And the preliminary evidence suggests that the trend will continue. The IPSOS poll shows the DA growing very strongly in black communities and the EFF holding onto its 2014 levels of support. This would certainly drive down the ANC majorities in these VDs.
Turnout is a massive headache for the ANC in Tshwane. The problem has two dimensions. Firstly, the DA is very, very good at motivating and turning out its supporters in Tshwane. And secondly, the ANC struggles to turn out its voters in Tshwane. Consider the data below:
In both 2011 and 2014, voters in strong DA areas turned out in disproportionately high numbers, whilst large numbers of voters in the strong ANC areas didn’t vote. This inflates the size of the DA base relative to the ANC base on Election Day and significantly decreases the ANC’s overall percentage of the vote.
You would also notice that the ‘turnout gap’ between ANC and DA areas is especially large in local government elections, and somewhat smaller in general elections. If the turnout gap is as big as it was in 2011 (+14% in the DA’s favour), then the ANC will have a real problem on its hands.
Again, the preliminary evidence suggests that the pattern could repeat itself and even intensify, given the unhappiness over the nomination of Thoko Didiza as ANC mayoral candidate in Tshwane. If even a small portion of ANC voters who turned out in 2011 stay away because of their frustrations with Didiza, it could sway the election.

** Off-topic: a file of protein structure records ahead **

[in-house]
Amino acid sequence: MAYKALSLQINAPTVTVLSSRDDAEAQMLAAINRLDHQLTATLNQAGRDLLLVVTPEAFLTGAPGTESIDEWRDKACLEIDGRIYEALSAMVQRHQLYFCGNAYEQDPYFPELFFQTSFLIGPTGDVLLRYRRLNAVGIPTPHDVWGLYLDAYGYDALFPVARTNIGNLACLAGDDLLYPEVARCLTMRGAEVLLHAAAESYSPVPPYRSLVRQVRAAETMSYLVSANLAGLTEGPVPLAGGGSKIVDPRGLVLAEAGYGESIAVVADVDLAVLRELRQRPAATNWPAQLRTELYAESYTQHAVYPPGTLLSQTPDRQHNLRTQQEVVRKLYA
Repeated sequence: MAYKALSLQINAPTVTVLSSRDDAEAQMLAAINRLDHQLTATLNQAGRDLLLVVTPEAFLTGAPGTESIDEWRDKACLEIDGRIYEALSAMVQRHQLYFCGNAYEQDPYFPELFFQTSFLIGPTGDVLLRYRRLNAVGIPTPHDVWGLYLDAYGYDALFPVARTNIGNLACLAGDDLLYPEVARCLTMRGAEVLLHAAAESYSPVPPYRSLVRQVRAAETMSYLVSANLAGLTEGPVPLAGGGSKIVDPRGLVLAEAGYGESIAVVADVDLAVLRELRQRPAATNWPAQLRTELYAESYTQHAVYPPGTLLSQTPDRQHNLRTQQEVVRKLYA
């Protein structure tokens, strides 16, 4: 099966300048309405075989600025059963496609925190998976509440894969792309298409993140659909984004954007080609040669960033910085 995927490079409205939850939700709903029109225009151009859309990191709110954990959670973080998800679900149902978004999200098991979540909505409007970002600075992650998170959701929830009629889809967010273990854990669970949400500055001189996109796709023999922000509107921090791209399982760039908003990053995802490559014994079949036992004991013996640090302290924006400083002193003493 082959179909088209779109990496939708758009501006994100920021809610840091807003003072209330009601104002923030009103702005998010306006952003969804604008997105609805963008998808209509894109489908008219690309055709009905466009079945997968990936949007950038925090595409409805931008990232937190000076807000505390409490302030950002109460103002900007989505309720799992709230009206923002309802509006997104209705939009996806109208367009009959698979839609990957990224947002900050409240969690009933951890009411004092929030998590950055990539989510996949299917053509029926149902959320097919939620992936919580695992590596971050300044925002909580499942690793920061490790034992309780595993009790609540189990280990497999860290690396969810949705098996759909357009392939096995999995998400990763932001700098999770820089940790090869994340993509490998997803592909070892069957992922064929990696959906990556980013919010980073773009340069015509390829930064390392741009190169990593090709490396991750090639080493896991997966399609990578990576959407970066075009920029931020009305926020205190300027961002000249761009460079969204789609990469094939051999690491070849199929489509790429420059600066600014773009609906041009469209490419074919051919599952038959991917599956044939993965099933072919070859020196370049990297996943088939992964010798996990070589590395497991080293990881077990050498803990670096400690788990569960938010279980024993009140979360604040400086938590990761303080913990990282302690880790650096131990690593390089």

Expectations for August
If we simulate an election using the latest registration figures, the 2011 turnout pattern and the 2014 voting pattern, the result is as follows:
But that assumes that everything will stay the same. It’s likely that the voting pattern will be less favourable to the ANC given what we know about the IPSOS polling to date and the unrest in Tshwane.
So I simulated the election using the following (conservative) assumptions:
1. DA supporters turn out in slightly higher numbers than 2011, because they think they can win.
2. ANC supporters turn out at the same level they did in 2011
3. The EFF and DA grows marginally in the townships
4. Opposition voters consolidate around the DA, because they think the DA can win.
The result of this simulation was as follows:
As you can see, in this scenario the election becomes quite close and nobody is within reach of 50%.
It is very important to note that this simulated outcome is based on conservative assumptions. More dramatic shifts could take place on Election Day. The DA base could go berserk and turn out at 75%+ levels, or there could be a huge stay away of former ANC voters. Or a number of other dramatic, unexpected shifts could take place.
What the model does show however is that very dramatic developments need to occur for any party to reach 50% on its own. Something big will have to happen.
The ANC is most likely to be able to reach 50%, but it will have to significantly outperform its turnout and margins over previous elections. At this stage, and given the current political climate, that seems like a tall order.
We could therefore be on course for a historic coalition scenario in the nation’s Capital.